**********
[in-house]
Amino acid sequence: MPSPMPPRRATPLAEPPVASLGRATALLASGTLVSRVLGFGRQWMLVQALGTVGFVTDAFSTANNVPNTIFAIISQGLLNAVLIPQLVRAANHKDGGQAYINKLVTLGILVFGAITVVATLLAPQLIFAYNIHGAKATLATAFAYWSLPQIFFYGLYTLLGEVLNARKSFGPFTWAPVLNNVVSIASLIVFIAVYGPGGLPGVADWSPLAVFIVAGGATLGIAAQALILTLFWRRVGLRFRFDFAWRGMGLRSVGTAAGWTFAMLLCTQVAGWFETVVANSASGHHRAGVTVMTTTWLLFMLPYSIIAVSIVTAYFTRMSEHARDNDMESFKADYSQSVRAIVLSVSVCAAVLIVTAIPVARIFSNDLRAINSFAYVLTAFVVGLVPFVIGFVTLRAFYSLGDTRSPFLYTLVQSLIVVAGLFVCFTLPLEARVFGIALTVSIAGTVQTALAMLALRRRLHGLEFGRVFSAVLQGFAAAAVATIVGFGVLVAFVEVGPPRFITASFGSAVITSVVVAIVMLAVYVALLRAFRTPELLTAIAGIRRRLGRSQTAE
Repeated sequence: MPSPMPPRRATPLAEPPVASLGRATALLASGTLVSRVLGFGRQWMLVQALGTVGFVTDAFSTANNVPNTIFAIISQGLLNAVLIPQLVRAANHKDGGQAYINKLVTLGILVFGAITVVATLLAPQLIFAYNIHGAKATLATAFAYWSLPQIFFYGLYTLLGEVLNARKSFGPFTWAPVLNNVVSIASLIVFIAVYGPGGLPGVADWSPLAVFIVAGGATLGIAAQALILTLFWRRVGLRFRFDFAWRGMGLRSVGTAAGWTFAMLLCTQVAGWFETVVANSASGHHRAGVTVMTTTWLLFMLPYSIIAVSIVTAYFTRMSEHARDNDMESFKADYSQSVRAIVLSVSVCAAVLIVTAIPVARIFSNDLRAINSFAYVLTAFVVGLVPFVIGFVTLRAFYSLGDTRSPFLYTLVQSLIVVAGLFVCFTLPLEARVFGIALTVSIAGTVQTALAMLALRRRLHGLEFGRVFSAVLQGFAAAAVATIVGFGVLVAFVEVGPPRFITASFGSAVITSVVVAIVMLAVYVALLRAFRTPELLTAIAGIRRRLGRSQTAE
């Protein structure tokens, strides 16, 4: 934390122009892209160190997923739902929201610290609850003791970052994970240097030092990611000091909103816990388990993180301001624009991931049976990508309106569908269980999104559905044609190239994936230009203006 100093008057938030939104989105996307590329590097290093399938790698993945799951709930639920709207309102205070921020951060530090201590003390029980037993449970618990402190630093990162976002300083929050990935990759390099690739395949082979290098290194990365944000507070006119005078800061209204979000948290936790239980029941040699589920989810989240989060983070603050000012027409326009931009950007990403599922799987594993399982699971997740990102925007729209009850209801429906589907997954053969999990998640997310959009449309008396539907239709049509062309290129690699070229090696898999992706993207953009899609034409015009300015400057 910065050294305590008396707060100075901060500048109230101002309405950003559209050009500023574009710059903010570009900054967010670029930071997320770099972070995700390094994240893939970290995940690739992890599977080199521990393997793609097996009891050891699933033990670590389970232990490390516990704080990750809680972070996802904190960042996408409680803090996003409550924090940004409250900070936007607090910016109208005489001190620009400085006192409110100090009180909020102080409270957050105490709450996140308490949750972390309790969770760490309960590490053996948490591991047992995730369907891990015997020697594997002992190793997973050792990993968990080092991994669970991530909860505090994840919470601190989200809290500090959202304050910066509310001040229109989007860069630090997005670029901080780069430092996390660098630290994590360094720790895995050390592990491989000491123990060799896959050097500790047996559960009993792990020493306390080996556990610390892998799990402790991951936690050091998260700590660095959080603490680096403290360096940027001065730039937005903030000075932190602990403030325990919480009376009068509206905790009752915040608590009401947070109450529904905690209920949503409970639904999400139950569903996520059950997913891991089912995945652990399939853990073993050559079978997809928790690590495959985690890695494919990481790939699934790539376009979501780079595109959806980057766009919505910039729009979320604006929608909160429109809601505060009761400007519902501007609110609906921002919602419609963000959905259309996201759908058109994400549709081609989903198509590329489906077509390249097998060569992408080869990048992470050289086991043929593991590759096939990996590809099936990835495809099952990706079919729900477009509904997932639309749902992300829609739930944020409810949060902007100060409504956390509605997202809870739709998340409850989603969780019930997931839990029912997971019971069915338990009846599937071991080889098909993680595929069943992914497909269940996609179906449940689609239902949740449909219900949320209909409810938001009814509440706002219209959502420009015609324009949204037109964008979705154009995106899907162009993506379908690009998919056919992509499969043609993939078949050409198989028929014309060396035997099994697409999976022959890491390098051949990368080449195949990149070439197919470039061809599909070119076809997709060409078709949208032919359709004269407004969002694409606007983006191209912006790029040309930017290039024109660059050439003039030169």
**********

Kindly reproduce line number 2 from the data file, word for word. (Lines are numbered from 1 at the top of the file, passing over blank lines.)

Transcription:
Amino acid sequence: MPSPMPPRRATPLAEPPVASLGRATALLASGTLVSRVLGFGRQWMLVQALGTVGFVTDAFSTANNVPNTIFAIISQGLLNAVLIPQLVRAANHKDGGQAYINKLVTLGILVFGAITVVATLLAPQLIFAYNIHGAKATLATAFAYWSLPQIFFYGLYTLLGEVLNARKSFGPFTWAPVLNNVVSIASLIVFIAVYGPGGLPGVADWSPLAVFIVAGGATLGIAAQALILTLFWRRVGLRFRFDFAWRGMGLRSVGTAAGWTFAMLLCTQVAGWFETVVANSASGHHRAGVTVMTTTWLLFMLPYSIIAVSIVTAYFTRMSEHARDNDMESFKADYSQSVRAIVLSVSVCAAVLIVTAIPVARIFSNDLRAINSFAYVLTAFVVGLVPFVIGFVTLRAFYSLGDTRSPFLYTLVQSLIVVAGLFVCFTLPLEARVFGIALTVSIAGTVQTALAMLALRRRLHGLEFGRVFSAVLQGFAAAAVATIVGFGVLVAFVEVGPPRFITASFGSAVITSVVVAIVMLAVYVALLRAFRTPELLTAIAGIRRRLGRSQTAE